what is a language centre - Association of University Language

What Is a Language Centre?
The great majority of languages centres in the UK and Ireland belong to the Association of University
Language Centres (AULC: http://www.aulc.org), which has a membership of more than 70 HEIs in the UK
and seven in Ireland.
As it is impossible to generalise precisely about language centres (which are possibly more diverse than
academic departments of modern languages), this document can be seen as summarising some of the
characteristics of a language centre or presenting the typical characteristics of some language centres.
It is not the intention to suggest that language centres are unique in demonstrating these qualities, which
may also be found in academic modern languages departments and English language units. It is perhaps the
combination found in some of the larger language centres that is distinctive.
 they have a wide range of administrative structures:
 they range in size and complexity from a resource centre with a specialist library of materials and
expert advice, to a large department with foreign and English language teaching and facilities for
independent learning
 some are academic departments; many are not
 they belong in or are related to schools of modern languages, culture and area studies, European
studies, translation, communication studies, international studies, business studies
 they maintain a wide range of collaborative relationships with schools/faculties beyond the arts and
humanities (e.g. engineering, aerospace, medicine, business etc.)
 they tend to be versatile and entrepreneurial
 responsive to changing student demand (new languages, levels and purposes)
 income-generating
 investing in improving the student experience
 they use innovative language teaching methods
 they have an interest in theories of language acquisition (e.g. autonomous learning)
 they have a strong focus on employability, communicative purpose and practical, transferable skills
 they provide a bridge between HE and the business application of language skills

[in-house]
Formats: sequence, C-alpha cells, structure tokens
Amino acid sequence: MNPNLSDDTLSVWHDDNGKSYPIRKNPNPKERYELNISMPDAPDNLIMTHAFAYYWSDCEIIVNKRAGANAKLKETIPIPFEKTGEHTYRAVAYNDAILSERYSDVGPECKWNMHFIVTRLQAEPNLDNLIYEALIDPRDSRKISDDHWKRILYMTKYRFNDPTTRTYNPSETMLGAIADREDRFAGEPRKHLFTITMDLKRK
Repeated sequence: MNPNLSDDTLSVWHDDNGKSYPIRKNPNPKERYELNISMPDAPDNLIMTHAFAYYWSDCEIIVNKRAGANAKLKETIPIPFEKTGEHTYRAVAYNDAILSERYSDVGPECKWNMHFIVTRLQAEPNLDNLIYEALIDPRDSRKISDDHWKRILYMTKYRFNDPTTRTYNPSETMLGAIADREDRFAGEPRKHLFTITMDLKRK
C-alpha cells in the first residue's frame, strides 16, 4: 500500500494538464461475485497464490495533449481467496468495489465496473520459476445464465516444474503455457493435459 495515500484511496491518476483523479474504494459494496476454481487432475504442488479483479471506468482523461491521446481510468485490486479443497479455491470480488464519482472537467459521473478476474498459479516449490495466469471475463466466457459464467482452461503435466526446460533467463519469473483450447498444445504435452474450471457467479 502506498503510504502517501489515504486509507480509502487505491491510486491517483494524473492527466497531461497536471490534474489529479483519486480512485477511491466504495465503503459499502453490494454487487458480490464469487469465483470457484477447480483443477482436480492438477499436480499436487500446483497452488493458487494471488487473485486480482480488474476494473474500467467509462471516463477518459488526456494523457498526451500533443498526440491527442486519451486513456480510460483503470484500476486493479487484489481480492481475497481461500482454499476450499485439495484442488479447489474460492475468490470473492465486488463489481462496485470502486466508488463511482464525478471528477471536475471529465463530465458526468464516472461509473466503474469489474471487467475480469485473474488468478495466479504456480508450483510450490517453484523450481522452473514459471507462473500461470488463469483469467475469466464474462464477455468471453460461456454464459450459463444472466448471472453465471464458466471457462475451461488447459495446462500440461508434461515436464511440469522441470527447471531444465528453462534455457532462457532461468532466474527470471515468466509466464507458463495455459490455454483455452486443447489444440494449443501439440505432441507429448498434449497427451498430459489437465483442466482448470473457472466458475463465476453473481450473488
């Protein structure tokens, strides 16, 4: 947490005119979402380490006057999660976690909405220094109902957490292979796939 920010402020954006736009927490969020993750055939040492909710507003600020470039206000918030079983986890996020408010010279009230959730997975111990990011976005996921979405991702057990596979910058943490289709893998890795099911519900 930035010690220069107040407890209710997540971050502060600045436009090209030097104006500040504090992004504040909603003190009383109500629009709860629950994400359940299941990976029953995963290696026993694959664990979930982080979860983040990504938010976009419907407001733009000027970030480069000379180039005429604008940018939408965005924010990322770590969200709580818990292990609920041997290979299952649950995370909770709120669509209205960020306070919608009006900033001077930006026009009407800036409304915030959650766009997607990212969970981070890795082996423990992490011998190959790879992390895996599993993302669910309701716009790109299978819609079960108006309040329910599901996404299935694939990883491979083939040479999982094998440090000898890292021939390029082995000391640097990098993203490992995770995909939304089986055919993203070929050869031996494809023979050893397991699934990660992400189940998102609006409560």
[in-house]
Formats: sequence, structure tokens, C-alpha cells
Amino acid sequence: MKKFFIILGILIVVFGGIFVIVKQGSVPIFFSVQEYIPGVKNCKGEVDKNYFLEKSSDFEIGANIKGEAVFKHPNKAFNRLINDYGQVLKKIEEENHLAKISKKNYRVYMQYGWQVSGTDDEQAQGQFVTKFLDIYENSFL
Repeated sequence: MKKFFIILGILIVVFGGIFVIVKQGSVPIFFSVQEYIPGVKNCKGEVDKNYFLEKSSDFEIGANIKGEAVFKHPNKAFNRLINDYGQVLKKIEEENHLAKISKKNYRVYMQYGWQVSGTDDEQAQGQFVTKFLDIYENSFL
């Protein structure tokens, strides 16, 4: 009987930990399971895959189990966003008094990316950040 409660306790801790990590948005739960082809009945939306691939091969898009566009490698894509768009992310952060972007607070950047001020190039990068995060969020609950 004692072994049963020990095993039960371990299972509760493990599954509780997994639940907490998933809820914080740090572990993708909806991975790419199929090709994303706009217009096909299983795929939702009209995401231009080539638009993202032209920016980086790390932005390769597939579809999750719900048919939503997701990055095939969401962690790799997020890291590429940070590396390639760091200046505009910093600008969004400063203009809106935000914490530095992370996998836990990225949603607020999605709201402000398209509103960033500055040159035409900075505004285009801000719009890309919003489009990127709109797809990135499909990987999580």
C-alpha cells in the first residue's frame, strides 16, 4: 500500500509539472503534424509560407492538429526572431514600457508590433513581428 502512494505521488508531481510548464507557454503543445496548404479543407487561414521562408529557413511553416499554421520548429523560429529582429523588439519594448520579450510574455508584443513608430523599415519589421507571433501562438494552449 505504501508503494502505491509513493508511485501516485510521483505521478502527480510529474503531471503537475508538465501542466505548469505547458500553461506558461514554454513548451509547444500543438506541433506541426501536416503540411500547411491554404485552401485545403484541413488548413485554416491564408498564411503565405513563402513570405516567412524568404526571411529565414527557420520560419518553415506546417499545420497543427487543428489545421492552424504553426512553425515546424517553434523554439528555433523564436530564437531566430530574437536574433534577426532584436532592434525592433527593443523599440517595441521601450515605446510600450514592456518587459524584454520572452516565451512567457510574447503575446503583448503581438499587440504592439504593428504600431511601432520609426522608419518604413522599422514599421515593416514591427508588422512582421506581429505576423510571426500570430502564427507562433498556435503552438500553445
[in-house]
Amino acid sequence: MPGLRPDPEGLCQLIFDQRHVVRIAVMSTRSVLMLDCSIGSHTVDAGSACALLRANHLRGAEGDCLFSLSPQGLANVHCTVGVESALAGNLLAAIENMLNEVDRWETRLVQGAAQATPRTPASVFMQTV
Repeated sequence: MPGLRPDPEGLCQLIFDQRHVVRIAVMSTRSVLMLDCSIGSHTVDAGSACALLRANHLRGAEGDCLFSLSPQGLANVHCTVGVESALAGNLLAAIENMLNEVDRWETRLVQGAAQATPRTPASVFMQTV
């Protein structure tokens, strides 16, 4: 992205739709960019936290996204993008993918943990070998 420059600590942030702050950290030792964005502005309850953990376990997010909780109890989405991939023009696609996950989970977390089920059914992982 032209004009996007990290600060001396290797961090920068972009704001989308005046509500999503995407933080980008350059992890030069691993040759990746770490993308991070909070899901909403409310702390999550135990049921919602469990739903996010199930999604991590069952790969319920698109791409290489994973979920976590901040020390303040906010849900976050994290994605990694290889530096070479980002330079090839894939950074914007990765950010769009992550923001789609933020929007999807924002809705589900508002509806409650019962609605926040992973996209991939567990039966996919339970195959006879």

 while academic departments may see themselves as in competition with each other for UK students of
modern languages, language centres tend to co-operate, as the strength of one is in the interests of all
 they have a co-operative approach to quality enhancement at a European level
What a Language Centre typically is or does
 it manages an Institution-Wide Language Programme
 it may also provide English for Academic Purposes within the same centre
 it often has a physical existence, a ‘centre where languages are learned’, providing:
 a focus on high-quality premises and facilities for language learning
 multilingual multimedia and other new technology
 independent learning facilities
 tandem learning opportunities
 a face-to-face language learning advice service
 it may do what academic departments cannot do:
 ab initio language teaching
 evening classes for fee-paying students and the public
 courses for supernumerary credits
 it often has a strong interest in the use of VLEs
Language centres as international operations
 they emphasise intercultural communication, both formally and informally
 they contribute to HEIs’ internationalisation strategies
 they employ an international group of staff (teaching, management and administration)
 they enhance the international campus
 they focus on internal and international student recruitment
 they provide opportunities for co-operation with European language centres, via AULC, CercleS, etc and
other professional bodies (e.g. CILT, the LLAS subject centre, the University Council for Modern
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